Tania Bruguera is running for office in Cuba:

"Pushing barriers has been Ms. Bruguera’s signature. She made waves in December 2014 when she attempted to stage an open-mike performance in one of Havana’s most emblematic plazas, a gesture for which she was arrested and had her passport confiscated for several months."

Tuesday, October 11, 2016

Should the U.S. adopt a payment-in-kind income tax program for artists?

This law review article by Julia Bogdanovich argues no.  (h/t)

Monday, October 10, 2016

"The Frans Hals Revelations Cast Doubt on Both Technical Expertise and Connoisseurship"

The Art Market Monitor on the recent news that Sotheby's has reimbursed the buyer who purchased a painting attributed to Frans Hals for $10 million.

Thursday, October 06, 2016

The Fifth Circuit brings some sense to the Marguerite Hoffman breach of confidentiality lawsuit

This has been going for for six and half years.  Background here, here, and here.  Briefly, Hoffman sued collector David Martinez and L&M gallery for breach of the confidentiality clause in the sale of a Rothko.  The District Court threw out the claims against Martinez, but let stand a $500,000 verdict against the gallery.  (Hoffman had reportedly sought more than $22 million.)  The Fifth Circuit has now thrown out the verdict against the gallery too.  You can read the decision here.

There were always three things that struck me as really odd about the case.

First, my very first reaction to the claim, way back in 2010, was to note the strangeness of the core claim "that, because Martinez agreed to keep the transaction confidential, he could never re-sell the work. That is, he is said to have breached the confidentiality clause not in the usual way such clauses are breached -- i.e., by blabbing about it -- but by the mere act of selling."  The Fifth Circuit refuses to read the confidentiality provision as "permanently prevent[ing] the public sale of the [work]."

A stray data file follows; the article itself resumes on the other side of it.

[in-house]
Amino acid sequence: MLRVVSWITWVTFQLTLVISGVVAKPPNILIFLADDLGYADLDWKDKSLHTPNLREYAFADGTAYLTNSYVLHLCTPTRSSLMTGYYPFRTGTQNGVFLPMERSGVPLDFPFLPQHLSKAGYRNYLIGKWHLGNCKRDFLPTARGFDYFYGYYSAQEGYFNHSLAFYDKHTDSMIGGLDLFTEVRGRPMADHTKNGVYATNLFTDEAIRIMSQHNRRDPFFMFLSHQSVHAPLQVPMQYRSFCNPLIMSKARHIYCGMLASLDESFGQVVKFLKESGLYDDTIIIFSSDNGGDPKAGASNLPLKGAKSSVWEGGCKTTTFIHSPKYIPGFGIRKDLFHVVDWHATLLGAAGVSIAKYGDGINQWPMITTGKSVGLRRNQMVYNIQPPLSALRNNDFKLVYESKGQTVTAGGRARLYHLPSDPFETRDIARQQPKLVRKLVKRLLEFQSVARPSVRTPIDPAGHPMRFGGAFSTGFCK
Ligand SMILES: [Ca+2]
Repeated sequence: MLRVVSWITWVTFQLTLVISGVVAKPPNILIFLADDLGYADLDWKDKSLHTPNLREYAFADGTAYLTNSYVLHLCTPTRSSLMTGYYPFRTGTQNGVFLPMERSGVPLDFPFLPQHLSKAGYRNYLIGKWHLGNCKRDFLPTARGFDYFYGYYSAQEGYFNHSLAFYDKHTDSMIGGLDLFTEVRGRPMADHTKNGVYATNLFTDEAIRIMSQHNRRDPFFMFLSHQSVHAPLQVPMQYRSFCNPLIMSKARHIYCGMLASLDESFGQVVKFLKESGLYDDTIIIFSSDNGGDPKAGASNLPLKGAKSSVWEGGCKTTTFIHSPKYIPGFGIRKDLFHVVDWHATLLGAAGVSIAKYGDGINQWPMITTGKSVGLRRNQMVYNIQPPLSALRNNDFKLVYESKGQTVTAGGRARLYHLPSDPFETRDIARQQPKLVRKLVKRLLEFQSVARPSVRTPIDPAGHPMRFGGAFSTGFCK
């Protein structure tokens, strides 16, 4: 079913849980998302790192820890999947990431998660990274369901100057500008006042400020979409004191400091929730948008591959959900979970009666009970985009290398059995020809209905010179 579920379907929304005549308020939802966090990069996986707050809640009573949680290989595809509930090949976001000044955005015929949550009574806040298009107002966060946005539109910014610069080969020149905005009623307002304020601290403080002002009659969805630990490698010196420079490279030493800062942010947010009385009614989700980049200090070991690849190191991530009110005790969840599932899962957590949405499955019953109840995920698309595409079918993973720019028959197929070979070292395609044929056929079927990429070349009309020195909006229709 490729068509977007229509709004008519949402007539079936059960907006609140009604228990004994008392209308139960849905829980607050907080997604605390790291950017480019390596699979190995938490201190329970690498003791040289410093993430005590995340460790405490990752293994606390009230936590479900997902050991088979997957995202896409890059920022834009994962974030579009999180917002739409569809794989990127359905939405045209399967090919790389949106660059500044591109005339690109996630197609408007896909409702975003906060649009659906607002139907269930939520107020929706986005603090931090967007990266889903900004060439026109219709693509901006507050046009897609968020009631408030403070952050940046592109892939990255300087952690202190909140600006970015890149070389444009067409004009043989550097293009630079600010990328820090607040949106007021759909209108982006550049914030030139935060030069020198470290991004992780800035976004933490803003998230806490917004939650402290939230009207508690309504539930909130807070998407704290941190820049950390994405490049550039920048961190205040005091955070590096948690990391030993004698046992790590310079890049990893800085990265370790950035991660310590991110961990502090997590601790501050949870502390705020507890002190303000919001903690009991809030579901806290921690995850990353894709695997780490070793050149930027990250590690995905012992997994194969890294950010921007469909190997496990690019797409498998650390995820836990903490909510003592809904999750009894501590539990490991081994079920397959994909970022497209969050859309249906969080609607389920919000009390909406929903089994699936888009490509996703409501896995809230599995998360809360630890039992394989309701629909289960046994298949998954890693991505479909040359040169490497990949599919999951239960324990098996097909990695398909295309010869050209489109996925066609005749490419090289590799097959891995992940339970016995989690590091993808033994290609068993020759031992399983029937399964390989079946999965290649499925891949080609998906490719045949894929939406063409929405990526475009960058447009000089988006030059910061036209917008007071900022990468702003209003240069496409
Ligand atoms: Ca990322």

Second, I never understood the damages theory in the case.  Hoffman's theory seemed to be that her damages were the amount she "gave up by selling the work privately (with a confidentiality clause) rather than at auction, as if sales at auction always do better than private sales."  The Fifth Circuit rejects this "auction premium" theory as hypothetical and speculative.

And last, the lawsuit always seemed to be, as The Art Market Monitor put it, "self-defeating."  If the concern was to not draw attention to the fact that Hoffman sold the Rothko ... well, here we are six and a half years later still talking about the fact that Hoffman sold the Rothko.  I would also assume that the legal fees for six and a half years of litigation were not insignificant.

In any event, the end at last of a pretty bizarre case.

Tuesday, October 04, 2016

Brian Frye on the Detroit Bankruptcy

Self-recommending.  It's not primarily about the museum association deaccessioning rules, but I am naturally drawn to paragraphs like this:

"And yet, it is unclear why it is 'ethical' to sell artworks in order to buy artworks, but 'unethical' to sell artworks for other purposes. For example, under the AAM and AAMD guidelines, it is 'unethical' for an art museum to sell a work of art in order to avoid bankruptcy. As a consequence, art museums facing financial crises have been forced to close, when the sale of a single artwork could have covered their expenses. Most recently, the Corcoran Museum of American Art found itself in precisely this situation, and we lost an American institution. Would it really have been 'unethical' for the Corcoran to have sold an artwork in order to maintain its existence? Would it really be 'unethical' for a museum to sell an artwork from its collection in order to provide free admission? Would it really be 'unethical' for a university art museum to sell an artwork in order to provide scholarships?"

Yes, would it?

"There are now three lawsuits claiming that Leigh Keno or Leslie Keno and/or one of their companies have not paid their auction house bills."

Details in the Maine Antique Digest here.  At least one involves allegations of shill bidding. Background here.